From Silence and Other Surprising Invitations of Advent
But of that day and hour knows no man, no, not the angels of Heaven, but my Father only. But as the days of Noah were, so shall also the coming of the Son of man be. For as in the days that were before the flood they were eating and drinking, marrying and giving in marriage, until the day that Noah entered into the ark, and knew not until the flood came, and took them all away; so shall also the coming of the Son of man be. Then shall two be in the field; the one shall be taken, and the other left. Two women shall be grinding at the mill; the one shall be taken, and the other left. Watch therefore: for ye know not what hour your Lord doth come. But know this, that if the goodman of the house had known in what watch the thief would come, he would have watched, and would not have suffered his house to be broken up. Therefore be ye also ready: for in such an hour as ye think not the Son of man cometh.
“Keep awake therefore, for you do not know on what day your Lord is coming,” (Matthew 24:42). Spiritual retreats exist for the sake of spending time with God and discerning the present state of our spiritual lives. There are endless ways to structure retreats but one popular way is to embark on silent retreats. Rarely will God force us into silence as God did Zechariah. Neither will many of us find five months of seclusion as did Elizabeth. In our day and age with its competing commitments and responsibilities, we must be intentional about creating silent time with God. This will not be easy.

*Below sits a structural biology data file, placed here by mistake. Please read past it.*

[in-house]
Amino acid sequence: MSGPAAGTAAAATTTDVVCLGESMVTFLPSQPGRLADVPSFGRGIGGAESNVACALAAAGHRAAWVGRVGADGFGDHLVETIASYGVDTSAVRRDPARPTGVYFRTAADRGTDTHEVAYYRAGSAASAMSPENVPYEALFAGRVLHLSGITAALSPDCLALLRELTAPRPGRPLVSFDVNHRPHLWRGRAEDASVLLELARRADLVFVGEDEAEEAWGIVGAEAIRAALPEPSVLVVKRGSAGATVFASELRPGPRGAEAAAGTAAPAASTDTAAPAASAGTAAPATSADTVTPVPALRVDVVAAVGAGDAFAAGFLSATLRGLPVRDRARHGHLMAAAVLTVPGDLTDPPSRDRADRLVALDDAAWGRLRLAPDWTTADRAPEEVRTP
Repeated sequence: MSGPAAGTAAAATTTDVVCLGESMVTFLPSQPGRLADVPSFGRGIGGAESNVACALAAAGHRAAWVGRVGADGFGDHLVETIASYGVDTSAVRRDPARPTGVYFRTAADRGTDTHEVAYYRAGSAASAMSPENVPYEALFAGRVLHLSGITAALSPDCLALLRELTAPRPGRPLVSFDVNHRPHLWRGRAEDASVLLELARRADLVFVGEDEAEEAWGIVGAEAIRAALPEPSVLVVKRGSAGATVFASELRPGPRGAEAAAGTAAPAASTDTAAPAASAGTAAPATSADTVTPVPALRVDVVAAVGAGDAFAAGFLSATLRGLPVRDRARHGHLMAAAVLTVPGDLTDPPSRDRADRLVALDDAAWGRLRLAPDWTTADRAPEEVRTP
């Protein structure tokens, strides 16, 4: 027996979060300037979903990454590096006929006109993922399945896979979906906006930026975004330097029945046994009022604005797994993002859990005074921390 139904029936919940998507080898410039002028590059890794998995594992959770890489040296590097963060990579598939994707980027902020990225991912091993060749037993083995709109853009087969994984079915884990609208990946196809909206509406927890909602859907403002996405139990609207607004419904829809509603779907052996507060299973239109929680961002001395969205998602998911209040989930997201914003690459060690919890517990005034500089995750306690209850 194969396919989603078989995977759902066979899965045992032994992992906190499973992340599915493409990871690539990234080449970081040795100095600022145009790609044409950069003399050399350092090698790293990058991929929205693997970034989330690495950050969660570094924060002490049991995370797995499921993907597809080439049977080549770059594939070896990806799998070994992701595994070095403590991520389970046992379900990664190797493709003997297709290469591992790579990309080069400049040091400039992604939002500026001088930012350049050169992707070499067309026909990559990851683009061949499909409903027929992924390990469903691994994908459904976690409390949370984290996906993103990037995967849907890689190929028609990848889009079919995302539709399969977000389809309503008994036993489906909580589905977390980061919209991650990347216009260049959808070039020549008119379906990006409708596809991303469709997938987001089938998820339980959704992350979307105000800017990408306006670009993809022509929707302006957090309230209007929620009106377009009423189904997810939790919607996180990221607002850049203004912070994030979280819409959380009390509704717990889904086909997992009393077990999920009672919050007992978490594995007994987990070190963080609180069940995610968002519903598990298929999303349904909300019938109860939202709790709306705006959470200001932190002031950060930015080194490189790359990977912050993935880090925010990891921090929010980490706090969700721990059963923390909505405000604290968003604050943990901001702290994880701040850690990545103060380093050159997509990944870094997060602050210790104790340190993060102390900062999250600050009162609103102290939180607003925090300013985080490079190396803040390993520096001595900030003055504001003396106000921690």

Beyond prioritizing time for silent periods with God, we may discover inner resistance to our efforts. The idea of being alone with our own thoughts and with God can be intimidating. When we have cleared our lives of distractions and pause to sit in the ensuing space, many surprising and unavoidable feelings and thoughts can surface in our minds and hearts. Furthermore we may hear not only our true selves but also what God is trying to speak into our lives. Silence forces us to name our sources of meaning, value, and identity. It creates room for our buried desires, fears, and other emotions to be heard. Once these emotions surface, we can begin the hard work of attending to them and moving toward spiritual, emotional, and mental health. It is no wonder we do not run more quickly and enthusiastically toward silent retreats or incorporating spaces of silence into our daily spiritual practices. Thankfully God knows us better than we know ourselves. God knows that our growth often requires the transformative journey through seasons of silence in which we learn to listen for God, attend to God, and begin the work of honoring our deepest selves made in God’s image.
The more we inhabit silence, the better our hearing becomes. When we step back into the noise of our world, our hearing is a bit more fine-tuned and more likely to catch God’s whispers. In this way, we learn to stay alert and awake. Imagine the formation that Zechariah and Elizabeth endured during their quiet season. Who knows what holy sounds they hear, what new self-discoveries they make in their old age? Who knows how God is preparing them for the events yet to come: Mary’s visit; John’s cousin Jesus; the way John would be raised; John leaving for the wilderness, his ministry, his imprisonment, his death. As God works in our lives now, God is also preparing us for what lies ahead. When we quiet ourselves long enough to listen for God and to God, we also join in the preparation.
Lord, sometimes your silence is deafening. Help us navigate our way through it. Help us grow more accustomed to finding the gifts hidden in the silence and to reveal them to one another. Amen.